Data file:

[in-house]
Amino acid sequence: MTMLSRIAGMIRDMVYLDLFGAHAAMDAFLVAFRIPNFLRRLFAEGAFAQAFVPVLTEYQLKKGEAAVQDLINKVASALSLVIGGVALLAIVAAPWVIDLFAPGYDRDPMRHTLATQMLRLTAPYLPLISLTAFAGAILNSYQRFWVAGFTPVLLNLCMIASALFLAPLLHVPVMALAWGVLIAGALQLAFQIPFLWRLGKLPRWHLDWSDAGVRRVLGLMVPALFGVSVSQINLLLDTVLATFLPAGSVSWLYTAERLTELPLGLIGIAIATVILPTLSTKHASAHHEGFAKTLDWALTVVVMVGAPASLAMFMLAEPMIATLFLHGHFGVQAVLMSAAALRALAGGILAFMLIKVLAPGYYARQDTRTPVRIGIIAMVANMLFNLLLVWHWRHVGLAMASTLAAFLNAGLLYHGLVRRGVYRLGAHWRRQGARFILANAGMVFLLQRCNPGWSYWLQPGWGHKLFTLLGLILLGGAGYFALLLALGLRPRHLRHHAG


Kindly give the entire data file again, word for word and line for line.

[in-house]
Amino acid sequence: MTMLSRIAGMIRDMVYLDLFGAHAAMDAFLVAFRIPNFLRRLFAEGAFAQAFVPVLTEYQLKKGEAAVQDLINKVASALSLVIGGVALLAIVAAPWVIDLFAPGYDRDPMRHTLATQMLRLTAPYLPLISLTAFAGAILNSYQRFWVAGFTPVLLNLCMIASALFLAPLLHVPVMALAWGVLIAGALQLAFQIPFLWRLGKLPRWHLDWSDAGVRRVLGLMVPALFGVSVSQINLLLDTVLATFLPAGSVSWLYTAERLTELPLGLIGIAIATVILPTLSTKHASAHHEGFAKTLDWALTVVVMVGAPASLAMFMLAEPMIATLFLHGHFGVQAVLMSAAALRALAGGILAFMLIKVLAPGYYARQDTRTPVRIGIIAMVANMLFNLLLVWHWRHVGLAMASTLAAFLNAGLLYHGLVRRGVYRLGAHWRRQGARFILANAGMVFLLQRCNPGWSYWLQPGWGHKLFTLLGLILLGGAGYFALLLALGLRPRHLRHHAG